For the past 14 months, Cobb County has been amassing a stockpile of COVID-19 supplies, emergency gear and personal protective equipment.

That stockpile could soon help supply local hospitals that have become overwhelmed by the latest surge in COVID cases caused by the Delta variant.

“If they run into a situation where they’re struggling to get protective equipment for their nurses or their doctors, we can help out,” Cobb County Public Safety Director Randy Crider told The Atlanta Journal-Constitution while giving a tour of the facility Monday.

Wellstar was treating 620 COVID patients at its 11 hospitals statewide Sunday, according to the hospital group’s daily update. Of those patients, 147 were admitted into intensive care and 92 were on ventilators.

Nearly 92% of the ICU beds were filled in the Georgia hospital region that includes Cobb County on Monday.

Kennestone Hospital in Marietta has requested ventilators from Cobb County’s stockpile along with help addressing low staffing levels

Cassie Mazloom, director of the county‘s Emergency Management Agency, oversees the cache of supplies. She said she’s sent Kennestone’s request for supplies to the Georgia Emergency Management Agency.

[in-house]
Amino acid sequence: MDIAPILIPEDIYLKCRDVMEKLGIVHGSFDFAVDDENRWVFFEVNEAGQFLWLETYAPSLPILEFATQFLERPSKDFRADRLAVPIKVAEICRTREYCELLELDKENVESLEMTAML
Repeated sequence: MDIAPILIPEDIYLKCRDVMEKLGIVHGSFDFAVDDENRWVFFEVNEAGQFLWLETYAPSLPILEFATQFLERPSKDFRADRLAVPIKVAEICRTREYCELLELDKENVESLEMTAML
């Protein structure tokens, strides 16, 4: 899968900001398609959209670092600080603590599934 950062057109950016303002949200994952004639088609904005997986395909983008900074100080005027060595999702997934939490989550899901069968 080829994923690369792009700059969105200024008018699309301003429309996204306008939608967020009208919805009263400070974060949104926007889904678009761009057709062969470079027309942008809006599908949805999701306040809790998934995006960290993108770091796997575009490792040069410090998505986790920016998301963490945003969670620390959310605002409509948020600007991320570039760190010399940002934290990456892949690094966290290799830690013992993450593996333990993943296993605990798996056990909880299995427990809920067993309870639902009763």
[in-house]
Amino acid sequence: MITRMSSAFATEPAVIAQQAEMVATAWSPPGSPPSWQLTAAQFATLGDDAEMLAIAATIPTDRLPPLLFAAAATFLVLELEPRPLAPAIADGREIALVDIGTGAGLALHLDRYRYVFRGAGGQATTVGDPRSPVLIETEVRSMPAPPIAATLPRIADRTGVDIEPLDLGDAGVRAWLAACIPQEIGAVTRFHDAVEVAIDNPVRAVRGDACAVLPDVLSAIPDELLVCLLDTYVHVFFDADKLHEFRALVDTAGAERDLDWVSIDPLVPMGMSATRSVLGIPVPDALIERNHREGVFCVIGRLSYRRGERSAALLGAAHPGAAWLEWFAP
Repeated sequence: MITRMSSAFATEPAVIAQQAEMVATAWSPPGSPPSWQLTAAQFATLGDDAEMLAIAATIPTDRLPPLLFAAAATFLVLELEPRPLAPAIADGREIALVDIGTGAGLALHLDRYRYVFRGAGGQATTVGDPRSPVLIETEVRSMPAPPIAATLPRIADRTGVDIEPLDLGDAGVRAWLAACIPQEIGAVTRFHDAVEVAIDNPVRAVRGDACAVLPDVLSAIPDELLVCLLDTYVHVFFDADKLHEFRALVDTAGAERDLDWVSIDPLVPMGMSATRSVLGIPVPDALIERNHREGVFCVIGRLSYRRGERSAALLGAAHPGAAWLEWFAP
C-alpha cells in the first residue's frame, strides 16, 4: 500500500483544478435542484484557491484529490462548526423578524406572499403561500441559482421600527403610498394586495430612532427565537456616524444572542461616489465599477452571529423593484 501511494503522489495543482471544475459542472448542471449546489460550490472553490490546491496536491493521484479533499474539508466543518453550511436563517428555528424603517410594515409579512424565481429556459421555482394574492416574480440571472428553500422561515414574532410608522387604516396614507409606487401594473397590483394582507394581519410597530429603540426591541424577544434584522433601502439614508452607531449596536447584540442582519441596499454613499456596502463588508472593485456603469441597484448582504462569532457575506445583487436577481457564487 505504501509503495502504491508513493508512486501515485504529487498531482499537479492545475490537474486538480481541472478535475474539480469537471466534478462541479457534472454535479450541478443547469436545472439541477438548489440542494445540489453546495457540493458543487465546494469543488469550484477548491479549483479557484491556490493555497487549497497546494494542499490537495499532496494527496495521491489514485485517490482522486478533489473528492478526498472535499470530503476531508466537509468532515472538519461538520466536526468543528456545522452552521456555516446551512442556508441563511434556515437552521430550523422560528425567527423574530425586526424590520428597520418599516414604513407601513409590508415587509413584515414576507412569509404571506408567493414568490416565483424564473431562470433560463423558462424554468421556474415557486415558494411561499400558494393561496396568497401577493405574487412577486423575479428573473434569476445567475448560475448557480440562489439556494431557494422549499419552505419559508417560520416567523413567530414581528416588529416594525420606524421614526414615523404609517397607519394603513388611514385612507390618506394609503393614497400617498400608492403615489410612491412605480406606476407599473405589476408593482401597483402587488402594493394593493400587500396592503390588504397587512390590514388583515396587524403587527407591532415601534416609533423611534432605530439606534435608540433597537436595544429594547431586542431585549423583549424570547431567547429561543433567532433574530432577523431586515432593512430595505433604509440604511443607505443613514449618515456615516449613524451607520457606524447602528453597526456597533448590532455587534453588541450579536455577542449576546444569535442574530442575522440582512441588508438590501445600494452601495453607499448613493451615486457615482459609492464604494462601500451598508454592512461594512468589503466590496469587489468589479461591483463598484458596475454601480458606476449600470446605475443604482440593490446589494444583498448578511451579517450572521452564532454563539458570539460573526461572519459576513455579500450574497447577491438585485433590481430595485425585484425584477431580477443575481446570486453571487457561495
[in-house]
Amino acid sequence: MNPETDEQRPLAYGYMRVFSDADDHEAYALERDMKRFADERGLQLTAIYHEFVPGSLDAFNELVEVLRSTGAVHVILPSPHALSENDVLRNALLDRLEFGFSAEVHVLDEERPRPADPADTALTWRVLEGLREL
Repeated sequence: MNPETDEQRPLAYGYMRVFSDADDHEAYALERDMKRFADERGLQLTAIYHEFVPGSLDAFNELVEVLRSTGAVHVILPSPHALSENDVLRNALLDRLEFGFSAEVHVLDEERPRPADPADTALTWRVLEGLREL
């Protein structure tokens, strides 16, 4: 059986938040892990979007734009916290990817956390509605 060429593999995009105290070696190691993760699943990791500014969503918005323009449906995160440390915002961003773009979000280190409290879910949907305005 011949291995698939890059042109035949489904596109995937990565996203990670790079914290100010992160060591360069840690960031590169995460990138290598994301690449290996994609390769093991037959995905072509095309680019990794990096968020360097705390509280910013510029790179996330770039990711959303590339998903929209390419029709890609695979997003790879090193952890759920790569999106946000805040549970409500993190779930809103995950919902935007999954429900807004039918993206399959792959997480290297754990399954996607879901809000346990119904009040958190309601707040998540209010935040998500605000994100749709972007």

“It’s very critical,” she said. “We feel more confident that we have the things that are requested, and that we can fulfill those requests as they are needed.”

Last June, the Cobb County Board of Commissioners dedicated $2.4 million of the county’s Coronavirus Aid, Relief, and Economic Security Act, or CARES, funding to revamp a warehouse space near the county’s Fire Annex along Austell Road. Cobb Emergency Management used the federal dollars to construct a pole barn and vehicle port on the annex grounds last year. That’s where the county stores most of its six-month reserve of COVID supplies.

The list of PPE includes N-95 and 3-ply face masks, gowns, shoe covers, hand sanitizer, cleaning supplies, HVAC machines and respirators, according to Mazloom.

There are also supplies for a temporary emergency shelter, like cots and camping tents. That’s in case a natural disaster or other crisis that displaces residents strikes in the midst of the pandemic.

Cobb even stocked up on traffic cones to be used at testing and vaccination sites.

“We knew that it would be detrimental, basically, if we didn’t have these items,” Mazloom said. “We wanted to make sure that we have them on hand, stockpiled and ready to go.”

Crider helped develop the idea for the supply chest. He said it was meant to ensure there was always enough in stock for county employees and first responders in case another surge hit. Last year when the first wave of COVID hit, local governments struggled to get their hands on much needed PPE and other supplies.

“This is us looking at big picture,” Crider said “Not just the Cobb County employees, but for all of our six cities. That we would be prepared to provide the supplies that we need to continue the level of service that our citizens expect.”

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